33rd Africa Cup of Nations; Media Rights and Piracy

By Bubu Klinogo

It cost GBC two million Euros, approximately 14 million Ghana Cedis in order to acquire the rights to broadcast the ongoing Africa Cup of Nations AFCON on its television and radio networks. The point must be made that GBC has exclusive rights to the matches in Ghana.

The good point however is that the State Broadcaster reached out to Private Media organizations in the country to partner it. However, while some of these Private Media Houses agreed to partner with the GBC, some flatly turned down the offer.

It is therefore illegal, criminal and plain thievery on the part of these private media houses to either show the matches or run commentary on them without authorization from the GBC. It is absolutely within the rights of the State Broadcaster to take any and every legitimate action to protect its rights.

Already, GBC has engaged the services of the Ghana Police Service to clamp down on errant Media Houses. Some have questioned the locus of the police in arresting media owners who are illegally broadcasting the matches. This is tantamount to questioning the mandate of the police in arresting thieves or people engaged in illegal water or electricity connection. Clearly, the Police have the mandate to do what they are doing.

Quite apart from the criminal action, GBC can also pursue a civil action against those illegally transmitting the matches or running commentary on them on radio. There are international Conventions and Treaties as well as national laws that protect the rights of Media Houses as well as Copyright Owners. Media Houses who demand high standards from Public Officers must themselves exhibit a high sense of responsibility, it is then that they can mount the moral high ground to demand the same from members of the society.

For it is said, he who calls for equity must come with clean hands.

In this enterprise of illegal broadcast of the ongoing Africa Cup of Nations, it is observed that stations outside Accra, are most culpable.

Perhaps, they are under the mistaken belief that they are out of sight and cannot be caught. For their information, the Ghana Broadcasting Corporation has offices in every region and the management has tasked its regional directorates to monitor all stations in their respective jurisdictions and take action against those who are pirating the matches.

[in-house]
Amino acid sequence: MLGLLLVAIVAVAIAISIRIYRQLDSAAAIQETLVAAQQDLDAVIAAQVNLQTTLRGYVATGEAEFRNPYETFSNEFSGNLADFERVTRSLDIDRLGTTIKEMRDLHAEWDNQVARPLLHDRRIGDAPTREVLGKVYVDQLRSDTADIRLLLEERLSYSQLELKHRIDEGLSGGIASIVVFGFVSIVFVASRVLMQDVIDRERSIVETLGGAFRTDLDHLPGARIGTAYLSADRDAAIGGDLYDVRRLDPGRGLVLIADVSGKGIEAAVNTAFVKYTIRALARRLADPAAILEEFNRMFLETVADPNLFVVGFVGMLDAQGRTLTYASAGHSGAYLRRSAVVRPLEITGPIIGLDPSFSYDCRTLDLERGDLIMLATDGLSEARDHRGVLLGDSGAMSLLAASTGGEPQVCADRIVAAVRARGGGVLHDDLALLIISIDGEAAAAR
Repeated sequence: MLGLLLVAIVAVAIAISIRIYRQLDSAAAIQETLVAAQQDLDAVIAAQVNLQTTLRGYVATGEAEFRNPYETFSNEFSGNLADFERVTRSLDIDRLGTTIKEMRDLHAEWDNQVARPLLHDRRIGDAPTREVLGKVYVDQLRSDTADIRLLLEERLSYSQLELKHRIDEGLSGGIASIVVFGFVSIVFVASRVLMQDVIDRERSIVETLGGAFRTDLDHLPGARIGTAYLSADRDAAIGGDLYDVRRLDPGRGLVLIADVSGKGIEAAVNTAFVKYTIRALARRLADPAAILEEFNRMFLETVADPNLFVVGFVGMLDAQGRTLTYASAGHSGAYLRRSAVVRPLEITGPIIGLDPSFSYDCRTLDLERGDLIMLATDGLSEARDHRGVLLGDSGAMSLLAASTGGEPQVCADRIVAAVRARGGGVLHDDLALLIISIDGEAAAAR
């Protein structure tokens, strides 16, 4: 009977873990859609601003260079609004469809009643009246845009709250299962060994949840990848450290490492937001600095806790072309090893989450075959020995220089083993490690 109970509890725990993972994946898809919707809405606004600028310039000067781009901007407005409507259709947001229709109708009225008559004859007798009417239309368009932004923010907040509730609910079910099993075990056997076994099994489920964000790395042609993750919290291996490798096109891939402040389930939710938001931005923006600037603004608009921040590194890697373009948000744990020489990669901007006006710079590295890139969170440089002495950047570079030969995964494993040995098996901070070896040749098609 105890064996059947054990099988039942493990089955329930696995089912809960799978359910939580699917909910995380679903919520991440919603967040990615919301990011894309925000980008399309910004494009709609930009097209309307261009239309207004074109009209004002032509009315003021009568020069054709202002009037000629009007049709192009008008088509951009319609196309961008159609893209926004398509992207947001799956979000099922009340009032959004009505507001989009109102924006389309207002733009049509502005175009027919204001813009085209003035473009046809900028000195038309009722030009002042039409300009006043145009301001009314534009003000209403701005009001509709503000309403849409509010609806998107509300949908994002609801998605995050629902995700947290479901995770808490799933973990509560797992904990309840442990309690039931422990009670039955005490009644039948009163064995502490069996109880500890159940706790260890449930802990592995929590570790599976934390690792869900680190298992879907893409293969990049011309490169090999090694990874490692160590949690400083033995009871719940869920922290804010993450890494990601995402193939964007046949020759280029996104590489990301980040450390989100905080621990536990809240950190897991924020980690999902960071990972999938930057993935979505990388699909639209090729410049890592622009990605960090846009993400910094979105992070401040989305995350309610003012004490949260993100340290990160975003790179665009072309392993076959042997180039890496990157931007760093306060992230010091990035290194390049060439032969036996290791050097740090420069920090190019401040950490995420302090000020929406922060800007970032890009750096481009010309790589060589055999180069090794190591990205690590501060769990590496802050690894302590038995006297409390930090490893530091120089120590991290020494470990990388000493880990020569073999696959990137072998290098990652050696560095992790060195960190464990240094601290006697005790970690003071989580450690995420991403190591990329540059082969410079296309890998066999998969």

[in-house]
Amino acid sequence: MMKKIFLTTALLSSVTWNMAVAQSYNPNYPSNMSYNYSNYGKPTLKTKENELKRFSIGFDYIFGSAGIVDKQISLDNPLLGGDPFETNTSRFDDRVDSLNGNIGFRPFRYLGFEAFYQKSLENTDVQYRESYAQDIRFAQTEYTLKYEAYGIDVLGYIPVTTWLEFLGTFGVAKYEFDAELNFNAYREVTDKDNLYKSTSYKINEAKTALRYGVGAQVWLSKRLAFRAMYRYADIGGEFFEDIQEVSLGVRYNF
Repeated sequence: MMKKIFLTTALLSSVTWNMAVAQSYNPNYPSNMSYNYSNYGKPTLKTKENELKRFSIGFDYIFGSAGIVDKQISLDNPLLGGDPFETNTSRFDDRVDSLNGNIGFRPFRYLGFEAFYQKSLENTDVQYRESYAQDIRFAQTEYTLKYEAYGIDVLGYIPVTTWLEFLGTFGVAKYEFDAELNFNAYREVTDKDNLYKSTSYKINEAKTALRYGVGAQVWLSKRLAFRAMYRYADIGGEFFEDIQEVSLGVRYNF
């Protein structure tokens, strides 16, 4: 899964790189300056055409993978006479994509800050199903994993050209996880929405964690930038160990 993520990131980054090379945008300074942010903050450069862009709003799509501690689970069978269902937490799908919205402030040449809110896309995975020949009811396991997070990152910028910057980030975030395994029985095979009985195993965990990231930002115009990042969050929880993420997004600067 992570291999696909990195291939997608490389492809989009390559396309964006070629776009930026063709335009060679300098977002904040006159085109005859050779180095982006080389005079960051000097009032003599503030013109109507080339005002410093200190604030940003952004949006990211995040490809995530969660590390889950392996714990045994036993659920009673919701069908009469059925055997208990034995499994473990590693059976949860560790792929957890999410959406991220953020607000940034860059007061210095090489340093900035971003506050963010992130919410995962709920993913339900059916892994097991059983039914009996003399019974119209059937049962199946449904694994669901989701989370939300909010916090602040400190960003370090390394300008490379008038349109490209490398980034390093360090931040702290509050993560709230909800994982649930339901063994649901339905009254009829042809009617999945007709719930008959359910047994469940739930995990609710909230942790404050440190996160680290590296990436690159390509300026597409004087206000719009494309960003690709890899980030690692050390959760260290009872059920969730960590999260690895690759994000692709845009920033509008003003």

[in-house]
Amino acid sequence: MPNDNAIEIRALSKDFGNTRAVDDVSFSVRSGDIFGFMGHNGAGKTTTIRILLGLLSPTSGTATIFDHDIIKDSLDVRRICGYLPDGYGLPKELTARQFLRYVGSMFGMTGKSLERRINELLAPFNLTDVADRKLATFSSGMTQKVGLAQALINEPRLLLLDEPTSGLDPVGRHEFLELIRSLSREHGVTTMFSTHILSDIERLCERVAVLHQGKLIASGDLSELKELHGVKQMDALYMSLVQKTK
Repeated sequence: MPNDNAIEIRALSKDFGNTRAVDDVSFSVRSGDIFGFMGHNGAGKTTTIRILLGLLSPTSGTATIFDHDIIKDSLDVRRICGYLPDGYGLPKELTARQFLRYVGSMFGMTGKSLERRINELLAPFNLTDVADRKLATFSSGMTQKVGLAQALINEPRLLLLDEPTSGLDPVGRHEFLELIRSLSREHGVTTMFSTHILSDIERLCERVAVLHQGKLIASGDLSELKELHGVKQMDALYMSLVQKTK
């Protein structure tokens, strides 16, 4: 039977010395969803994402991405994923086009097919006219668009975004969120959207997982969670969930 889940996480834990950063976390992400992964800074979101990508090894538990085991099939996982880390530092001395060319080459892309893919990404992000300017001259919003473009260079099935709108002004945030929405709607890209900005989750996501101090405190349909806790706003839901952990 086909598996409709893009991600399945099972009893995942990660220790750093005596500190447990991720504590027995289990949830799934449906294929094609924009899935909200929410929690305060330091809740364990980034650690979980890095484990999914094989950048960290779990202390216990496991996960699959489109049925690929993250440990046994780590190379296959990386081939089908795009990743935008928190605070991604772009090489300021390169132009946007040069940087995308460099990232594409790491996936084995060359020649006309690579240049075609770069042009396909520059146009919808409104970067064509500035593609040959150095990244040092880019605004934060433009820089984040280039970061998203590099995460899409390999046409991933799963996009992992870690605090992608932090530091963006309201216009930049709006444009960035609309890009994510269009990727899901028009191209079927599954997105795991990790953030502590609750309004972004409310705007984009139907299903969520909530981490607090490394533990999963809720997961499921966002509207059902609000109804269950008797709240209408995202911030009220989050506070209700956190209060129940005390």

Already, the Acting Western Regional Director of the GBC, Alfred Hughes has led a team of Police Officers to arrest some of these Media Managers who are going contrary to the law, and the same is to be replicated in all the regions. It is important to clear one misconception. There are those of the view that, once these private stations are not picking their feeds from or watching from GBC, they are not violating GBC’s rights. That is a non-starter.

In fact, it does not matter where you are watching the match from or picking the feeds from. Only GBC and its affiliates or partners have the right to show the matches or run commentary on them in Ghana when it comes to free to air broadcasting. Therefore, whether you are watching from a pay per view station or live from the stadium in Cameroon, you have absolutely no right to transmit the matches or run commentary on them in Ghana. According to the Management of GBC, its doors are still open to those private media houses who want to telecast the matches or run commentary on them to come for negotiation. Indeed, the whole nation must stand with GBC to clamp down on those illegally transmitting the matches.

We commend GBC for always rising up to the occasion to bring us these important contents. There is no doubt that football is the passion of the nation and it would have been a monumental disappointment if GBC had not acquired the rights to bring us the matches. That is why the entire nation must support GBC to recoup its investment in order to be in a position to bring us more of these in the future.

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